India’s rural wrestlers pinned down by coronavirus pandemic

Lockdowns erode their income, including from bouts at village fairs that were cancelled because of the health crisis

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Wrestler Sachin Salunkhe has not grappled in six months. But not because of a shoulder dislocation, ligament tear, or a fracture, it is the splintered rural economy that makes him work 16 hours a day to feed his family.

Salunkhe, 26, who is from Pargaon village in Kolhapur district of western India’s Maharashtra state, has been a wrestler for 13 years and won numerous accolades. His career, like those of thousands of other rural wrestlers, is now on hold because of the coronavirus pandemic.

The Indian government declared a 21-day lockdown on March 24, restricting the movement of 1.3 billion people and curbing all economic activities. The lockdown was later extended by 10 weeks, crippling Salunkhe's wrestling career.

Salunkhe, who also works as a security guard at a private university, had to find more work to support his family of five.

For half the rate of his usual employment, he took on agricultural work for eight hours a day, bringing in 150 rupees ($2) or less.

The last time he fought was on February 21 in the nearby village of Kini in Kolhapur district, where he won about $25 after wrestling for 25 minutes.

After nearly a year of the coronavirus pandemic, this temporary bandage to his income is looking more permanent.

Salunkhe cannot afford the time to train and the cash to feed himself the 3,500 to 3,700 calories needed each day to train efficiently. He barely makes 450 rupees a day despite working two jobs.

"Every day, a wrestler has to spend at least 500 rupees on food," he told The National.

His coach, Maruti Mane, 50, said: “We can’t train them as required. They aren’t fit now, nor is their stamina enough to wrestle.”

Wrestling in red clay pits was popularised in Kolhapur by the ruler Shahu Maharaj. During the late 1800s, several wrestling schools known as taleems (Urdu for education) were built in Kolhapur that are functional even today.

Only the ones who are privileged can survive

Villages in western Maharashtra hold a jatra (annual fair) where kushti (wrestling) held in the open air remains the centre of attraction. Wrestlers from Afghanistan, Pakistan, Iran and a few African countries are in great demand.

It takes a poor crop or a natural disaster to disrupt the wrestling events that start in August and last for 10 months. The prize money in these bouts can range from $25 to $7,000, depending on the wrestlers and the amount pledged by farmers and local people.

"A normal wrestler can earn as much as $680 in a season, and it can go as high as $27,225 for the elite wrestlers," Mr Mane told The National. This money supports them and funds their training for the next season.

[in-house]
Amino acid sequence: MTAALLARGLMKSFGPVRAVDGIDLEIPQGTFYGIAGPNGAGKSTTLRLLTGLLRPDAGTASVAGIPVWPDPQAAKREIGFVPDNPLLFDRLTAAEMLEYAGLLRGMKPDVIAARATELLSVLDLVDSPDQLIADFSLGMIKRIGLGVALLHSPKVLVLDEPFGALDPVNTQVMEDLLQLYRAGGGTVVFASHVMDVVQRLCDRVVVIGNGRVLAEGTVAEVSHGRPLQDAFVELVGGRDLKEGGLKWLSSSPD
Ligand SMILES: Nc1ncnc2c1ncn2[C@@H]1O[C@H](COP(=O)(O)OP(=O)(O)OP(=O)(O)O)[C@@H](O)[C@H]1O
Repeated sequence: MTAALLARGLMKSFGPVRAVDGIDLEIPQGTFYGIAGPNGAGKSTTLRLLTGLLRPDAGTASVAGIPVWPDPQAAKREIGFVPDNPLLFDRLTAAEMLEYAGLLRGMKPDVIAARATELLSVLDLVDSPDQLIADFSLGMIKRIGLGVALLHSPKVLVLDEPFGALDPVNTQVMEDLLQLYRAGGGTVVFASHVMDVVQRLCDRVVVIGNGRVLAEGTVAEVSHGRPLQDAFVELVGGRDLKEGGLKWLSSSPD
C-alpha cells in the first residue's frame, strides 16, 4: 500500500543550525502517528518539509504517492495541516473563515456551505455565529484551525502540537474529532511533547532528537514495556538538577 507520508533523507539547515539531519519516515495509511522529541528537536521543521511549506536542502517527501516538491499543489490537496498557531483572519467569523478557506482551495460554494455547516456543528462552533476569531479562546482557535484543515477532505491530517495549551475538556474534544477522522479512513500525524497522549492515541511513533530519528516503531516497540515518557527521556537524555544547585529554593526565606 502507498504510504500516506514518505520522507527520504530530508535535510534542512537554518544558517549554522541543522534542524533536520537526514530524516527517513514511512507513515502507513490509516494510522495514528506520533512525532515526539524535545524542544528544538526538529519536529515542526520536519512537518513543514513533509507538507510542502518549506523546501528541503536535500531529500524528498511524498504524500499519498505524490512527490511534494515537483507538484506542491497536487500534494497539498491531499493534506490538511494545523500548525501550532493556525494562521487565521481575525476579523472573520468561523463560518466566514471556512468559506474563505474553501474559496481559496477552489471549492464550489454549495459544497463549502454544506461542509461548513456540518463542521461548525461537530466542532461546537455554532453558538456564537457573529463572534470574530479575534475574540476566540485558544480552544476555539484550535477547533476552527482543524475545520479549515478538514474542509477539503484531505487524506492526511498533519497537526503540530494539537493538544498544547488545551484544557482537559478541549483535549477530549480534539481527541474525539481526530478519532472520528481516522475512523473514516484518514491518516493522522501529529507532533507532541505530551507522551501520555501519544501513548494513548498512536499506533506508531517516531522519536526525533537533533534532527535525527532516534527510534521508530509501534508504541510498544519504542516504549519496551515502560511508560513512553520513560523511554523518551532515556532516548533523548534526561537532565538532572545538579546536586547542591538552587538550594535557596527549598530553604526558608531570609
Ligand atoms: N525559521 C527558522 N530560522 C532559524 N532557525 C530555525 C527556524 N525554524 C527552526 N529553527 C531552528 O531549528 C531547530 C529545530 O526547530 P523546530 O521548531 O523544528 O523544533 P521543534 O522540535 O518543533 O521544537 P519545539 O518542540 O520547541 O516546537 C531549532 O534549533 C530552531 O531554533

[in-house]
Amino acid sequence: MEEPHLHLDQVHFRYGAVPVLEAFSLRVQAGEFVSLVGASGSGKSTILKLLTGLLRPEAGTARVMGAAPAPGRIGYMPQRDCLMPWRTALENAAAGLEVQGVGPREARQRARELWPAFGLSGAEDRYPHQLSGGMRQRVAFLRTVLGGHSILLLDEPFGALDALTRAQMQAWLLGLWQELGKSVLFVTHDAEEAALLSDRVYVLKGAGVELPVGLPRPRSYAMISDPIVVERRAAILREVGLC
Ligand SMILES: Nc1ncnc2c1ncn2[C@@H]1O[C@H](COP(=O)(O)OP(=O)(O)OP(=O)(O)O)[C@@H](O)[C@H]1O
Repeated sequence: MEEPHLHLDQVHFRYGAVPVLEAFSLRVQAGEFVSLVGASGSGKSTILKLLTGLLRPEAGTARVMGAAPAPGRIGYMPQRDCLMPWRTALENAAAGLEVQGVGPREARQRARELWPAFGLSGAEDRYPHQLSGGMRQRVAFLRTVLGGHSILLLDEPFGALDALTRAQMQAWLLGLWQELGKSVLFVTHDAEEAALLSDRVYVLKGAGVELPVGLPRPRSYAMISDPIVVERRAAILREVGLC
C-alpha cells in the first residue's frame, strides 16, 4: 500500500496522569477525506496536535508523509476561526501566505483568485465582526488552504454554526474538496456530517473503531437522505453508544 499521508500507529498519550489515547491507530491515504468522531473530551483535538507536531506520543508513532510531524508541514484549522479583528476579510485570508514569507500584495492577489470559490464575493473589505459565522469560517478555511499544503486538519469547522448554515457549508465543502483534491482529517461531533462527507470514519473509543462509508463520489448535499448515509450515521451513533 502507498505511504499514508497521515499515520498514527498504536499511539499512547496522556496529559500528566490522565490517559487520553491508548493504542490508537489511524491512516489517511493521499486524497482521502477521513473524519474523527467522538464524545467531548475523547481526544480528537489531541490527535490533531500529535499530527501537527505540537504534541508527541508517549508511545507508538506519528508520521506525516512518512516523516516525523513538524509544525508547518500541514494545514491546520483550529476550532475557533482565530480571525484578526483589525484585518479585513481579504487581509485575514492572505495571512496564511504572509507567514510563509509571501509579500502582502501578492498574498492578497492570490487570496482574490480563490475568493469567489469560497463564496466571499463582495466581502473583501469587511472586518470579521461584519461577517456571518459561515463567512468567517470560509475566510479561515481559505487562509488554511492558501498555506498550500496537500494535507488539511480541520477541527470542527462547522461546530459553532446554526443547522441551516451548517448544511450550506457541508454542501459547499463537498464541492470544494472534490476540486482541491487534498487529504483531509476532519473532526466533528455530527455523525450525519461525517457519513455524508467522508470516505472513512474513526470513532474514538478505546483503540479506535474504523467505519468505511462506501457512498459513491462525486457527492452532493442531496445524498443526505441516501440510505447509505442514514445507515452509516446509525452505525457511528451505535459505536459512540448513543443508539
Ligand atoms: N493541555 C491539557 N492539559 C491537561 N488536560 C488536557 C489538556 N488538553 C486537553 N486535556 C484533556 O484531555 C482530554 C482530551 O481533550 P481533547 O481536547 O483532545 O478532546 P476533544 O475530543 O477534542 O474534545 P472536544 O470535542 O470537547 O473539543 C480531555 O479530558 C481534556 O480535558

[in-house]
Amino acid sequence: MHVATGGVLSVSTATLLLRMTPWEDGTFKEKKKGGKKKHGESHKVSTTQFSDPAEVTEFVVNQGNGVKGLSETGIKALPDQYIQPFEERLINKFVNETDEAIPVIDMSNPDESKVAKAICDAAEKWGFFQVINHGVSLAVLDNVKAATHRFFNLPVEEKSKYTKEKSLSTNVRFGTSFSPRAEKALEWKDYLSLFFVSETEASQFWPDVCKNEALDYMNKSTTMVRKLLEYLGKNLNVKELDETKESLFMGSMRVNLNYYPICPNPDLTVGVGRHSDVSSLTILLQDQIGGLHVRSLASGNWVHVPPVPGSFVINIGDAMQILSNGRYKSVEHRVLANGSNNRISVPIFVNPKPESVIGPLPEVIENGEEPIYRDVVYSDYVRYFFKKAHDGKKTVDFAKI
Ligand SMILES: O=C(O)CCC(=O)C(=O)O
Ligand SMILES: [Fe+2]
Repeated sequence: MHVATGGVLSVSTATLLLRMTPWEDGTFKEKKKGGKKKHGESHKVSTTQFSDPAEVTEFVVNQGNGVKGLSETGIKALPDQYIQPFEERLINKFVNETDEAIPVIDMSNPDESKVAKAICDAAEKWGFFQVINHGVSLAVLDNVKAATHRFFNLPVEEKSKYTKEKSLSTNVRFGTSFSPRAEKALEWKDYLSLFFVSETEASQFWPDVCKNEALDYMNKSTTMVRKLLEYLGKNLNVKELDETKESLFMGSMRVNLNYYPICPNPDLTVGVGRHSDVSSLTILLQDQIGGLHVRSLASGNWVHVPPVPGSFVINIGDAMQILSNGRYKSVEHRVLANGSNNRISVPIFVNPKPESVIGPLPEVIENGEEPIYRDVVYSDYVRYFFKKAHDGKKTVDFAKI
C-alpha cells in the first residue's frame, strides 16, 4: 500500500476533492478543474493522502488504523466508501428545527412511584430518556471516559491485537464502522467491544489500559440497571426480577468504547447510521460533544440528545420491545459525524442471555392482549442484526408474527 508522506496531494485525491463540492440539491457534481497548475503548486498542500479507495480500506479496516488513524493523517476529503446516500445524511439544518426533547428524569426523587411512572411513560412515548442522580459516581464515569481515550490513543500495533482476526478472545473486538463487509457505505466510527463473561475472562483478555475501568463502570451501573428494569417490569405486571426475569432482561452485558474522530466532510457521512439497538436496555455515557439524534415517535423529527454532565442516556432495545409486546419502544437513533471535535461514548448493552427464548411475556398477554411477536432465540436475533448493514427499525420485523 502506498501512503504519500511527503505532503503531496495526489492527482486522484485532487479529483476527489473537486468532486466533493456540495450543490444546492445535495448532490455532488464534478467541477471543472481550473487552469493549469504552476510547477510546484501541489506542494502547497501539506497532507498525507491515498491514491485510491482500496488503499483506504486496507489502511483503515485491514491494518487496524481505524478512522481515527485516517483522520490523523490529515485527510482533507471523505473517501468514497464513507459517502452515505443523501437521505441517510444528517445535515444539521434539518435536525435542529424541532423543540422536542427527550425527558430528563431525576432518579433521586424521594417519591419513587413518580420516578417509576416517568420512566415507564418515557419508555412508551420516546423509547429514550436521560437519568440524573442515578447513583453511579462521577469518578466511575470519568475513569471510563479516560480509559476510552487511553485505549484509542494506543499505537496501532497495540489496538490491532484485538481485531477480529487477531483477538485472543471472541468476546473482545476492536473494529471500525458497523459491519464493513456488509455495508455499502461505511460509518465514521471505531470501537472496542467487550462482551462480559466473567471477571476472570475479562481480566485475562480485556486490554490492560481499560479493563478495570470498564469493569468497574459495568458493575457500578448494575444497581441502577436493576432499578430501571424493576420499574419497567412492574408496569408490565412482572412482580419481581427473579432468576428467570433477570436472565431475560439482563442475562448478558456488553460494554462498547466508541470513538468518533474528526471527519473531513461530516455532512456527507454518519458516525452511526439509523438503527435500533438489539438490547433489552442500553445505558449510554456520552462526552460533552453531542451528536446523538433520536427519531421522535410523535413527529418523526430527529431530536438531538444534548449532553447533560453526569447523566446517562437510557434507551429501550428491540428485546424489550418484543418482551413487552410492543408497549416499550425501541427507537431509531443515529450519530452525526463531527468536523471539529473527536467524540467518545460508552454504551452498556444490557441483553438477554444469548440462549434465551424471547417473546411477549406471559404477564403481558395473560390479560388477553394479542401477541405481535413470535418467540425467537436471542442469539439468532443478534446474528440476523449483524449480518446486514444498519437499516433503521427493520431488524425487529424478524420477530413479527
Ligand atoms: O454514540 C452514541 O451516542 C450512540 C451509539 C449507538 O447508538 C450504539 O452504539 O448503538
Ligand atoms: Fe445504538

Covid-19 and the measures taken to combat its spread caused the Hanuman taleem in Pargaon village to shut for more than six months, for the first time in more than a century.

“Normally during this time, the taleem walls are filled with posters of wrestling events from across Maharashtra,” Mr Mane said.

Mr Mane, who has trained more than 1,000 wrestlers in 25 years, has never seen a disaster like this. “Only the ones who are privileged can survive.”

Salunkhe’s situation bears this out: even if he practises for just four hours each day, that leaves only four hours for eating, sleep, travel and other chores.

Meanwhile, the top wrestlers can devote as much as eight to 10 hours a day to training without worrying about the costs, which can go as high as $275 a month.

Salunkhe now faces tremendous pressure from his family to quit the sport. “I love wrestling, and that’s why I practise,” he said.

Mayur Bagde, 20, is a fellow wrestler from the same village who also works as a fisherman and agricultural labourer. With no means of getting to fish markets in the lockdown, he had to completely abandon his training diet.

“Even if we train, it’s not helping much,” said Bagde, who estimates he has lost a year’s income because of the pandemic.

“A normal wrestler can at least contest 60 matches of 30 minutes each in a season,” Mr Mane said.

“Even if you lose the match, the organisers give 25 per cent. There [in cities], they bid a farewell saying good luck for the next match.” Mr Mane, who does not charge for coaching, now fears the sport will go into decline as rural wrestlers quit the sport.

Mr Mane has worked as a watchman at a local hospital for the past three decades.

“I haven’t been paid my salary for the past six months,” he said.

It is Mr Mane's passion that has kept wrestling alive in his village.

“Every day, he ensures everyone trains and even visits their house if wrestlers aren’t keeping well,” said Amol Sawant, a retired state-level wrestler.

There are 40 wrestlers from the ages of 10 to 30 training under Mr Mane, of whom 12 stay in the taleem. Usually, industrialists and enthusiasts cover their expenses, while a few sugar factories pay a monthly stipend of about $14. After successive triumphs, Mr Mane’s son Shankar, 20, was promised a stipend from a renowned sugar factory. “I haven’t received any stipend for a year,” he said.

Mr Mane is not surprised. “Who pays attention to the wrestlers training in rural taleems,” he said, capturing the grim reality for a sport with a history of more than 300 years.